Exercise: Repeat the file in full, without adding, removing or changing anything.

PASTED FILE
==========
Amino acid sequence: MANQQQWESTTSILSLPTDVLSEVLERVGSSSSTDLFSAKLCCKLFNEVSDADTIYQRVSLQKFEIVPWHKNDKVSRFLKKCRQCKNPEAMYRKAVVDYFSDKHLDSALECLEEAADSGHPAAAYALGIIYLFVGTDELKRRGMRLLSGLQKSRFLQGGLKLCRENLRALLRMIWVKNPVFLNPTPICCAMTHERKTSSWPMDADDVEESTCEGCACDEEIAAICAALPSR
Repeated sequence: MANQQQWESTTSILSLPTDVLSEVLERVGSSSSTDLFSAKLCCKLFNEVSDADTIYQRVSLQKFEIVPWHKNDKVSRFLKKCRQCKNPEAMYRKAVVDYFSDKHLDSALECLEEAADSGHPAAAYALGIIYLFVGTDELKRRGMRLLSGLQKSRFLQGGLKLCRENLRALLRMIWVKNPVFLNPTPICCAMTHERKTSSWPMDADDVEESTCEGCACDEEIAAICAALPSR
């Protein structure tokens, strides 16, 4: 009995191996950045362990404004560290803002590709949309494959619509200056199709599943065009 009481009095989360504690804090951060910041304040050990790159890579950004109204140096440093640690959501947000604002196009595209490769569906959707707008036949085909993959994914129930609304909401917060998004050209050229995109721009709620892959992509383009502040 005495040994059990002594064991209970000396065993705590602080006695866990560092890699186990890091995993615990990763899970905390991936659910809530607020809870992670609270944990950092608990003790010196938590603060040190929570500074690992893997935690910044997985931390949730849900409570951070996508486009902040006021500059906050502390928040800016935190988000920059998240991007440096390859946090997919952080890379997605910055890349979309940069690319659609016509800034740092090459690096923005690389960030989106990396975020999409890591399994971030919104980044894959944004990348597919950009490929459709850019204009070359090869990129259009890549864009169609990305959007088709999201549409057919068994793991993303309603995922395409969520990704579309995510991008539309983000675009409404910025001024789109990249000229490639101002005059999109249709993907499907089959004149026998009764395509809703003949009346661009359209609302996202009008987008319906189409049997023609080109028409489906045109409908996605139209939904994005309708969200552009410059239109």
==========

Amino acid sequence: MANQQQWESTTSILSLPTDVLSEVLERVGSSSSTDLFSAKLCCKLFNEVSDADTIYQRVSLQKFEIVPWHKNDKVSRFLKKCRQCKNPEAMYRKAVVDYFSDKHLDSALECLEEAADSGHPAAAYALGIIYLFVGTDELKRRGMRLLSGLQKSRFLQGGLKLCRENLRALLRMIWVKNPVFLNPTPICCAMTHERKTSSWPMDADDVEESTCEGCACDEEIAAICAALPSR
Repeated sequence: MANQQQWESTTSILSLPTDVLSEVLERVGSSSSTDLFSAKLCCKLFNEVSDADTIYQRVSLQKFEIVPWHKNDKVSRFLKKCRQCKNPEAMYRKAVVDYFSDKHLDSALECLEEAADSGHPAAAYALGIIYLFVGTDELKRRGMRLLSGLQKSRFLQGGLKLCRENLRALLRMIWVKNPVFLNPTPICCAMTHERKTSSWPMDADDVEESTCEGCACDEEIAAICAALPSR
């Protein structure tokens, strides 16, 4: 009995191996950045362990404004560290803002590709949309494959619509200056199709599943065009 009481009095989360504690804090951060910041304040050990790159890579950004109204140096440093640690959501947000604002196009595209490769569906959707707008036949085909993959994914129930609304909401917060998004050209050229995109721009709620892959992509383009502040 005495040994059990002594064991209970000396065993705590602080006695866990560092890699186990890091995993615990990763899970905390991936659910809530607020809870992670609270944990950092608990003790010196938590603060040190929570500074690992893997935690910044997985931390949730849900409570951070996508486009902040006021500059906050502390928040800016935190988000920059998240991007440096390859946090997919952080890379997605910055890349979309940069690319659609016509800034740092090459690096923005690389960030989106990396975020999409890591399994971030919104980044894959944004990348597919950009490929459709850019204009070359090869990129259009890549864009169609990305959007088709999201549409057919068994793991993303309603995922395409969520990704579309995510991008539309983000675009409404910025001024789109990249000229490639101002005059999109249709993907499907089959004149026998009764395509809703003949009346661009359209609302996202009008987008319906189409049997023609080109028409489906045109409908996605139209939904994005309708969200552009410059239109």